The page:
32. II. Leveling of F1 in Nules & Borriana 3. Contextual leveling • The basic contrast in height between mid-open vowels and the low vowel in monosyllabic words tends to disappear somehow when these segments are followed by an unstressed [a] (sala, tela, pistola).

  33. II. Leveling of F1 in Nules & Borriana 3. Contextual leveling • In Nules, all the vowels in the contexts under study are equivalent in height, except the stressed [ɔ́] (the average difference, though, is very small: 43Hz from the [ɔ́] in pistolato the /ɛ́/ in tela, for instance). • Context /ɔ́/+/a/ (pistola) • Context /ɛ́/+/a/ (tela) • Context /á/+/a/ (sala)

  34. II. Leveling of F1 in Nules & Borriana 3. Contextual leveling • In Borriana, the differences in F1 disappear when we compare the two vowels in every potentially harmonic context: • Context /ɔ́/+/a/ (pistola) • Context /ɔ́/#/a/ (dissol-la) • Context /ɔ́/##/a/ (dissol la…) (likewise, in the contexts /ɛ́/+/a/ (tela) & /á/+/a/ (sala))

  35. II. Leveling of F1 in Nules & Borriana 4. General remarks • In Nules and Borriana, the matching in height between the stressed and the unstressed vowel is even found in the absence of partial color assimilation (context tela, for example) or total color assimilation (context dissol la farina, for instance).

  36. II. Leveling of F1 in Nules & Borriana 4. General remarks • Hence, we can assume that the leveling of F1 in every potentially harmonic context in Borriana (and in some contexts in Nules) is independent from vowel harmony and probably prior to it. • That is, the leveling of height would not be a parasitic effect of color harmony (against Jiménez 1998).

  37. II. Leveling of F1 in Nules & Borriana 4. General remarks • Typological relevance: • The Valencian case was special among Iberian harmony processes since it appeared to affect primarily color and to alter height only as a by-product. • But this set of data provides evidence that, even in Valencian, changes in height are prior to changes in color, and probably also indicate that, in this dialect, contrasts in height among vowels are more unstable than contrasts in color.

  38. II. Leveling of F1 in Nules & Borriana 4. General remarks • According to the traditional hypothesis, the scenario presented so far, with a radical reduction of height contrasts in harmonic contexts, should favor assimilation of color, although… … similarity in height among segments should especially promote coarticulation & harmony between /a/ and the mid-open front vowel /ɛ́/ (cf. Herrero 2008, Herrero & Jiménez 2011a).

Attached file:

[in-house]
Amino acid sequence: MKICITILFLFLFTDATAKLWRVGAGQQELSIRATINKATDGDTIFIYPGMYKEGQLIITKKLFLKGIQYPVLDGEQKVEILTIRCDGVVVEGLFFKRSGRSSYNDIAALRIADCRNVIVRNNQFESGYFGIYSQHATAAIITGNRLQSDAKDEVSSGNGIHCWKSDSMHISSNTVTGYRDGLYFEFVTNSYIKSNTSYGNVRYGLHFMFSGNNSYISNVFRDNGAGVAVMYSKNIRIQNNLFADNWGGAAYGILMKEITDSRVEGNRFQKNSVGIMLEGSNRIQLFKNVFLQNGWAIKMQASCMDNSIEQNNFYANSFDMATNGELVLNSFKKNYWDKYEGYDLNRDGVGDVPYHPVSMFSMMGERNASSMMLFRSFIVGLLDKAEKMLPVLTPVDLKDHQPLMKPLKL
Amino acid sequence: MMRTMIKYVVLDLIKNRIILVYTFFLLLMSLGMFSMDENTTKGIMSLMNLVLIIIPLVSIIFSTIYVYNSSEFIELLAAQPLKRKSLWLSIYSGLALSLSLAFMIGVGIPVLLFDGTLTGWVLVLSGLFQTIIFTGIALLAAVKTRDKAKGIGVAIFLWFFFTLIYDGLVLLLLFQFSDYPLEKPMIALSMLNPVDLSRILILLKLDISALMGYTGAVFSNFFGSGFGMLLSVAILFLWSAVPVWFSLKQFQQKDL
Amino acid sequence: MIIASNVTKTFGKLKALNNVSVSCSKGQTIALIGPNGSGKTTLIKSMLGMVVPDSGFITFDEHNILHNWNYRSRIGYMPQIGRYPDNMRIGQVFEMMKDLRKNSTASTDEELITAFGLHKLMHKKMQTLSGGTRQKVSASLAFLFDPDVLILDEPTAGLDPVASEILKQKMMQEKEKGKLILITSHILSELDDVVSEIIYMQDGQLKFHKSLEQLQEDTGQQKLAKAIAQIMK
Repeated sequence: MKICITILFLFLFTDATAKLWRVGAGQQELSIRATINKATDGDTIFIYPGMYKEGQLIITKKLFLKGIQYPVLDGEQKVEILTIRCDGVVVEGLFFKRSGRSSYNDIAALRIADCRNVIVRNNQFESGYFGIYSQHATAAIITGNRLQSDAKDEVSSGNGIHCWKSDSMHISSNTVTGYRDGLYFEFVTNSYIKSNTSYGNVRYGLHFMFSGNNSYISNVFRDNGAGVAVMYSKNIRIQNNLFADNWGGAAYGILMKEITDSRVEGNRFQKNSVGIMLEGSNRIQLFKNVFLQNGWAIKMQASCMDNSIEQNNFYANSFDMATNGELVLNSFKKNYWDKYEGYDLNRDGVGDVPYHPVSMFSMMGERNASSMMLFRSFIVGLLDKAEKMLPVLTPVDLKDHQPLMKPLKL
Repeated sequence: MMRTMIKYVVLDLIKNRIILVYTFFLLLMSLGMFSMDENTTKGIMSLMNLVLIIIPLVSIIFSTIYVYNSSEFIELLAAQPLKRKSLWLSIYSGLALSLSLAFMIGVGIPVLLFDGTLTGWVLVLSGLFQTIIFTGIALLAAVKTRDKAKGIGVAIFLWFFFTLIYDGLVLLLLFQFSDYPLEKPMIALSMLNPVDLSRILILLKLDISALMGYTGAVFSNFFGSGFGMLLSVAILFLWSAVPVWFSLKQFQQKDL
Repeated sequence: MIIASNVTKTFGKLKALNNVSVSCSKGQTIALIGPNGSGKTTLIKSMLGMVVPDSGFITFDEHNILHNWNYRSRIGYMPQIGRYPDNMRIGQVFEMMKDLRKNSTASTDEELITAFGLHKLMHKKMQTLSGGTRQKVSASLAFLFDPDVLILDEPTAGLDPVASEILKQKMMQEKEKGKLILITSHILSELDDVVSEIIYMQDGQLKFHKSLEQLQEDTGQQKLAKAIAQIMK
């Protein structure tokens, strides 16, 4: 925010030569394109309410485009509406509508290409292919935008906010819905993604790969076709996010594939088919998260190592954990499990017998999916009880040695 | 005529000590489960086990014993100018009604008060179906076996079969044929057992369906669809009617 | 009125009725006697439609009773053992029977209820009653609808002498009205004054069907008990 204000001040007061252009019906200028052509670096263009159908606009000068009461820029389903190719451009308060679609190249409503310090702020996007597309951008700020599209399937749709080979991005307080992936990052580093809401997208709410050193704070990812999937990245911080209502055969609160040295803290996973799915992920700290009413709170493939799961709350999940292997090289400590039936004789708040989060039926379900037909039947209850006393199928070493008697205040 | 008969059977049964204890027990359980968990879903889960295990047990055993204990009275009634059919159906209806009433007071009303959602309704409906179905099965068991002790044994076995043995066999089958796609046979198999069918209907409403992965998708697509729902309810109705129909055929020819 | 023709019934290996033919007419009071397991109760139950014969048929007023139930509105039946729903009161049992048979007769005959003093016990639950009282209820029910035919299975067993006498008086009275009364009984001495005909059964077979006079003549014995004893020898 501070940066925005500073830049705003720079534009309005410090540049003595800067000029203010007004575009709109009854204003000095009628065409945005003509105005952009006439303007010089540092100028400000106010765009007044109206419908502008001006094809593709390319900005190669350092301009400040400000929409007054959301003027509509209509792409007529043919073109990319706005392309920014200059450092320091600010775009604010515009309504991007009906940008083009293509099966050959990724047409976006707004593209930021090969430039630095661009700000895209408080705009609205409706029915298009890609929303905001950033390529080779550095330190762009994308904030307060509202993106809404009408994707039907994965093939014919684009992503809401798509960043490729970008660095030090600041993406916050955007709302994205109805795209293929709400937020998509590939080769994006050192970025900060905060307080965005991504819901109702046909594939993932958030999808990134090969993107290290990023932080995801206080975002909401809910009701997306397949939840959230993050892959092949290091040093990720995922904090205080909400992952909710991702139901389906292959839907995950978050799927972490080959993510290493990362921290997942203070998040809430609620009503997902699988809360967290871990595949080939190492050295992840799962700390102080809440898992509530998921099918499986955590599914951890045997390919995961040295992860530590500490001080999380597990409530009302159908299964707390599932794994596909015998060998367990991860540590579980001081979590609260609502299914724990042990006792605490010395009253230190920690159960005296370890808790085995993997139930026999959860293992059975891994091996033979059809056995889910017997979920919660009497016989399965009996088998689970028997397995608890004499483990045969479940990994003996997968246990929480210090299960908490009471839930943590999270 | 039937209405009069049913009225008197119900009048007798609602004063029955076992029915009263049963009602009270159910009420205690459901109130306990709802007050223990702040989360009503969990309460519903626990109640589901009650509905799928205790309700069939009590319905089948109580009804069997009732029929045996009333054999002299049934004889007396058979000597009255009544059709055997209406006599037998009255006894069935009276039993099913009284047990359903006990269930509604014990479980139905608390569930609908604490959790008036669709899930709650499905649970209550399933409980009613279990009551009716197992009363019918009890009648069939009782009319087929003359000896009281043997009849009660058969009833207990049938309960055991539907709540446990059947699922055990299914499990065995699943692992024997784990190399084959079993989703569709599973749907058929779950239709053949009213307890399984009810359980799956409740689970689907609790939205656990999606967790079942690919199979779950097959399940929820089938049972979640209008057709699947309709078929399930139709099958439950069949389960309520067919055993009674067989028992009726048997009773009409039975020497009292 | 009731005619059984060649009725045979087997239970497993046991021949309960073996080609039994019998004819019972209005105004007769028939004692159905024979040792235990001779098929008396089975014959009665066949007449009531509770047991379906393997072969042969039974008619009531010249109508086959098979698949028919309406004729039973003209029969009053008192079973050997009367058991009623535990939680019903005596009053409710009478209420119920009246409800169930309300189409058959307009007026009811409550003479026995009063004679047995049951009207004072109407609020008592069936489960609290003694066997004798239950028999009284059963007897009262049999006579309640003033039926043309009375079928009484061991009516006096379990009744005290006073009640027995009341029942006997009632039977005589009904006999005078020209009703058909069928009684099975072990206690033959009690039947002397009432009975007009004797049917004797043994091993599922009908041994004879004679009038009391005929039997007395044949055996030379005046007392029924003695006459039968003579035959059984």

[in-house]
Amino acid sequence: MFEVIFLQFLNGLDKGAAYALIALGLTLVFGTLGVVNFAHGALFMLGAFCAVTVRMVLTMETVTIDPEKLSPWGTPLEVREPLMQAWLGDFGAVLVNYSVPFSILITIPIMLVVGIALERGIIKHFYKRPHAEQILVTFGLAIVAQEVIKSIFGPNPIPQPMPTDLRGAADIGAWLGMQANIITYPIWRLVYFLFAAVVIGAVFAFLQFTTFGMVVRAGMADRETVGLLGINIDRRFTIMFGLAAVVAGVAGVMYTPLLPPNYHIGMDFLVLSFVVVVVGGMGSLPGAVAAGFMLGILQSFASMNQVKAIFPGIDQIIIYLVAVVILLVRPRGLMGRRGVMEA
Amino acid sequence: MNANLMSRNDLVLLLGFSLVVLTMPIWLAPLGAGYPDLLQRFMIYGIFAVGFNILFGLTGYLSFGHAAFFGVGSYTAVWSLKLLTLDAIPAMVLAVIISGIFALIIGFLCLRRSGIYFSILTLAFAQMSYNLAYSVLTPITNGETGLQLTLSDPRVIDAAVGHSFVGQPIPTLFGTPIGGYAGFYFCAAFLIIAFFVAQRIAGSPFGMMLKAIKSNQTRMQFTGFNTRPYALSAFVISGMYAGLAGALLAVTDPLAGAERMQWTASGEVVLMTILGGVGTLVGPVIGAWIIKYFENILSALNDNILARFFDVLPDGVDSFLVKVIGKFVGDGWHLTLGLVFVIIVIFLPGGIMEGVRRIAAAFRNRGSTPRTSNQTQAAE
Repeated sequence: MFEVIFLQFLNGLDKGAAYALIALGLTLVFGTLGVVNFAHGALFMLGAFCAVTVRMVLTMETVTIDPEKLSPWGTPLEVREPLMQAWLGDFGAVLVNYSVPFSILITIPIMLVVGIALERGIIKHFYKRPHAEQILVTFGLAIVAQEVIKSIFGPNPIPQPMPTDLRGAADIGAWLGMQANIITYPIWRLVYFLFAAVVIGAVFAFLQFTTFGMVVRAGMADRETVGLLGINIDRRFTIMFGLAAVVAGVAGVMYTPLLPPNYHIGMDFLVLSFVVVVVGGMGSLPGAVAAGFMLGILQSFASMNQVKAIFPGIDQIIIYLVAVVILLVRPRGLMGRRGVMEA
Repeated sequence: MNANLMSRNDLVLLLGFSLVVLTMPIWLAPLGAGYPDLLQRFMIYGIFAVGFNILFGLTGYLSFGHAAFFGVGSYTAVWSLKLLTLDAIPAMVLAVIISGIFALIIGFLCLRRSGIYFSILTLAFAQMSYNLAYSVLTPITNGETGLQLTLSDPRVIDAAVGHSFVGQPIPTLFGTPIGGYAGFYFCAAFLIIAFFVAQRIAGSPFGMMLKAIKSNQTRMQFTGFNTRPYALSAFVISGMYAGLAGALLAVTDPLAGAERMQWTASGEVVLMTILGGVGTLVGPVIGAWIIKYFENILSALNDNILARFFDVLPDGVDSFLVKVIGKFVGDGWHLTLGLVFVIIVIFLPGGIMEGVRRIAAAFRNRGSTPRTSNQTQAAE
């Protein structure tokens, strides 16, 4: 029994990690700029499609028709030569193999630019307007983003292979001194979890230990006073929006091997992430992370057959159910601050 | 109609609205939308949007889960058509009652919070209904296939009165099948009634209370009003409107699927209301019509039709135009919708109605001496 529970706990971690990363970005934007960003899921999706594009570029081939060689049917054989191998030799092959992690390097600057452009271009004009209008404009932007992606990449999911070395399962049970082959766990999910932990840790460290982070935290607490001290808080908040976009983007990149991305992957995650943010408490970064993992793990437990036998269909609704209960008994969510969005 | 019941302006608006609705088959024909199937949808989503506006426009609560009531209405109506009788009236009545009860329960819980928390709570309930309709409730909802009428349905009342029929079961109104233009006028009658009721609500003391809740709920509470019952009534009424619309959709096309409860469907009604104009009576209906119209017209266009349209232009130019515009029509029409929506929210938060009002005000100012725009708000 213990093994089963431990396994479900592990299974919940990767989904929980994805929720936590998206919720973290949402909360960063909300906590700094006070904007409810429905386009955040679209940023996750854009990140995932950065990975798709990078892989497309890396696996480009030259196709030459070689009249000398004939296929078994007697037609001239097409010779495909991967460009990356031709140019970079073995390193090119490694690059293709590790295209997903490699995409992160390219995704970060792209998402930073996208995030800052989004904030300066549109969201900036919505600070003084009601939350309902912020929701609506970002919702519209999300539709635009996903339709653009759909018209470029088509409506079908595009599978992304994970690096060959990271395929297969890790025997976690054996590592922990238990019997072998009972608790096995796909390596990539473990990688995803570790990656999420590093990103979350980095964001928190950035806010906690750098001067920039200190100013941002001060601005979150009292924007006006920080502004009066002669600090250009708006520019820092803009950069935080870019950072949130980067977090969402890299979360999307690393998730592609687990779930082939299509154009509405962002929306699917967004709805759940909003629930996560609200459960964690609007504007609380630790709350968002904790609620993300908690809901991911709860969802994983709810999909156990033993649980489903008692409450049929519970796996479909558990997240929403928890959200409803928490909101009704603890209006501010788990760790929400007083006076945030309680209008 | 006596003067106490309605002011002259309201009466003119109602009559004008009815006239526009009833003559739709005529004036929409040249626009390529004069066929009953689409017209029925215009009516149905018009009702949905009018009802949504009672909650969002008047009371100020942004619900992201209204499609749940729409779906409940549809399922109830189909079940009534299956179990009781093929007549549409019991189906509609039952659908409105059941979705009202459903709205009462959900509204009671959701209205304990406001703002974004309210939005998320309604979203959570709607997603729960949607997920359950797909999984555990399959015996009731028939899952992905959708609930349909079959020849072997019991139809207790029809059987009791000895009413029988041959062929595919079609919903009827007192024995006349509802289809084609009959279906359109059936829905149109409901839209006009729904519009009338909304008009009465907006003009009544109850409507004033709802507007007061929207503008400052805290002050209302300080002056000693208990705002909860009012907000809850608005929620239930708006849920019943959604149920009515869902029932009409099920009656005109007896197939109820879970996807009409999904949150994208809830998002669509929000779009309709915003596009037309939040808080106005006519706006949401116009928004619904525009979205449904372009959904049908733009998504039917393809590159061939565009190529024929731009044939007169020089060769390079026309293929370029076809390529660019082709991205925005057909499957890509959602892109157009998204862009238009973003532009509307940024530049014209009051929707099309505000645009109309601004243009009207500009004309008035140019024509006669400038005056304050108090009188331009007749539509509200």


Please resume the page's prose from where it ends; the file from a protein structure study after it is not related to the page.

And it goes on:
39. III. Leveling of F2 in Nules & Borriana Structure: • The starting point: neutral contexts • Basic contrast • Lack of general assimilation or neutralization • The preharmonic stage: Nules • The harmonic stage: Borriana

  40. III.1. The starting point: neutral contexts 1. Basic contrast • [−ATR] vowels also present a contrast depending on color (i.e. place of articulation). • In neutral contexts, without assimilation (cel, sal and sol), the distinction is undoubtedly robust enough in both varieties:

  41. III.1. The starting point: neutral contexts

  42. III.1. The starting point: neutral contexts

  43. III.1. The starting point: neutral contexts 2. Lack of general assimilation or neutralization • In Nules and Borriana the F2 values of unstressed /a/ in post-tonic position are not different from stressed /á/,… • …neither in the context /á/+/a/: • sala [sála] *[sálɔ], *[sálɛ] • …nor in the context /ɛ́/+/a/: • tela [tɛ́la] *[tɛ́lɛ], *[tɛ́lɔ]

  44. III.1. The starting point: neutral contexts 2. Lack of general assimilation or neutralization • Hence, there is neither general neutralization of final /a/ as [ɔ] (or [ɛ]), nor assimilation triggered by the stressed front vowel [ɛ́]. • Obviously, in both varieties the F2 value of the stressed [ɛ́] differs from the three low vowels of sala and tela:

  45. III.1. The starting point: neutral contexts

  46. III.2. The preharmonic stage: Nules 1. General pattern • In the environment /ɔ́/+/a/ (pistola) the F2 of the unstressed /a/ has an intermediate value between that of the stressed /ɔ́/ (pistola) and that of the unstressed /a/ in the context /á/+/a/ (sala), and is significantly different from the values of the last two vowels.

  47. III.2. The preharmonic stage: Nules 1. General pattern • The backing/rounding of /a/ in the context /ɔ́/+/a/ (pistola) is supposed to be caused by coarticulation stemming from the stressed vowel. (cf. Herrero 2010a) • As a typical phonetic process, it should operate across morphological boundaries as well.

  48. III.2. The preharmonic stage: Nules 1. General pattern • Indeed, the levels of coarticulation across a clitic boundary (context dissol-la) & across a word boundary (context dissol la farina) are statistically equivalent to those found in the prototypically harmonic context (pistola). • And in both cases the partially assimilated vowels appear to be different from the unstressed final low vowel in sala and the stressed round vowel in pistola.

  49. III.2. The preharmonic stage: Nules